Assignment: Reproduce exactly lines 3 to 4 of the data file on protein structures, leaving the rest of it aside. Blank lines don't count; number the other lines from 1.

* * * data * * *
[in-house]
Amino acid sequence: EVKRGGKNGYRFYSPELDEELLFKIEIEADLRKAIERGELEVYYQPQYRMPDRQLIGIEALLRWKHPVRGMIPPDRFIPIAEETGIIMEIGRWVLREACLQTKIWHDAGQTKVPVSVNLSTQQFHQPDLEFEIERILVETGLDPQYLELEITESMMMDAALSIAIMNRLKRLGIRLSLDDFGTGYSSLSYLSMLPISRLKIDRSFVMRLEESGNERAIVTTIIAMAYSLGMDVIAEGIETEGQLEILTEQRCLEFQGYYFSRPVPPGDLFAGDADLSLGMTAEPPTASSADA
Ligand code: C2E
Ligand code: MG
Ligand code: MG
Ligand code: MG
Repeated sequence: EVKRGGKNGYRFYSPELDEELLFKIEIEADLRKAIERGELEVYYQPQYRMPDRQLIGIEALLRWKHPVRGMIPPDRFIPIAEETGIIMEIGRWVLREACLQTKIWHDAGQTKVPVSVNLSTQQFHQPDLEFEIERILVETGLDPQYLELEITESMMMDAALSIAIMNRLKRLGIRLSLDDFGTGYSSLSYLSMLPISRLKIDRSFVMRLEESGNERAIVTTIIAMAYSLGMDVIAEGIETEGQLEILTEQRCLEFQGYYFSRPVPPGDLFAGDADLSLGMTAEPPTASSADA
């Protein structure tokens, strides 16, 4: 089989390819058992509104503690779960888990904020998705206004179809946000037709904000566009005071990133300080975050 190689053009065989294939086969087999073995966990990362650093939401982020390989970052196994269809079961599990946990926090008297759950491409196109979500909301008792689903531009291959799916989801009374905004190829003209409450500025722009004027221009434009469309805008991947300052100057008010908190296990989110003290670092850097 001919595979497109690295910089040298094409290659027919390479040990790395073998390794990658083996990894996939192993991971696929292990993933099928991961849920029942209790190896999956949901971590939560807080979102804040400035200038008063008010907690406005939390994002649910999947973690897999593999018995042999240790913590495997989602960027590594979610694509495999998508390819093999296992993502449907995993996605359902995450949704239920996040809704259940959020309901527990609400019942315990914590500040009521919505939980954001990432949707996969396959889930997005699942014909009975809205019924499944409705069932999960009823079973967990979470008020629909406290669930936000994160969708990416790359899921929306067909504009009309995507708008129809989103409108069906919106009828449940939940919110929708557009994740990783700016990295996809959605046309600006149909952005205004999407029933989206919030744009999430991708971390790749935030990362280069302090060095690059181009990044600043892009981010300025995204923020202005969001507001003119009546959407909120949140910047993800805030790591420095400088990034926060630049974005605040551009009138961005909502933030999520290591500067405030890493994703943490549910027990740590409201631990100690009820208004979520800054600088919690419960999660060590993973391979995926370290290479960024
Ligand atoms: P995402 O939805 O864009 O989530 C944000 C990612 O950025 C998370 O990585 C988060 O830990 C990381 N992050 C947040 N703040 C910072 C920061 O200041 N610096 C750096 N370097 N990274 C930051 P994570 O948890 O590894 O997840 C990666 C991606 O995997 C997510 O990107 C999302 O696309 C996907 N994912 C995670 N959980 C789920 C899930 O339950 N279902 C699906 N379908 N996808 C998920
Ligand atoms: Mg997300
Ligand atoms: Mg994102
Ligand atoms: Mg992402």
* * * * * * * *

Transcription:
Ligand code: C2E
Ligand code: MG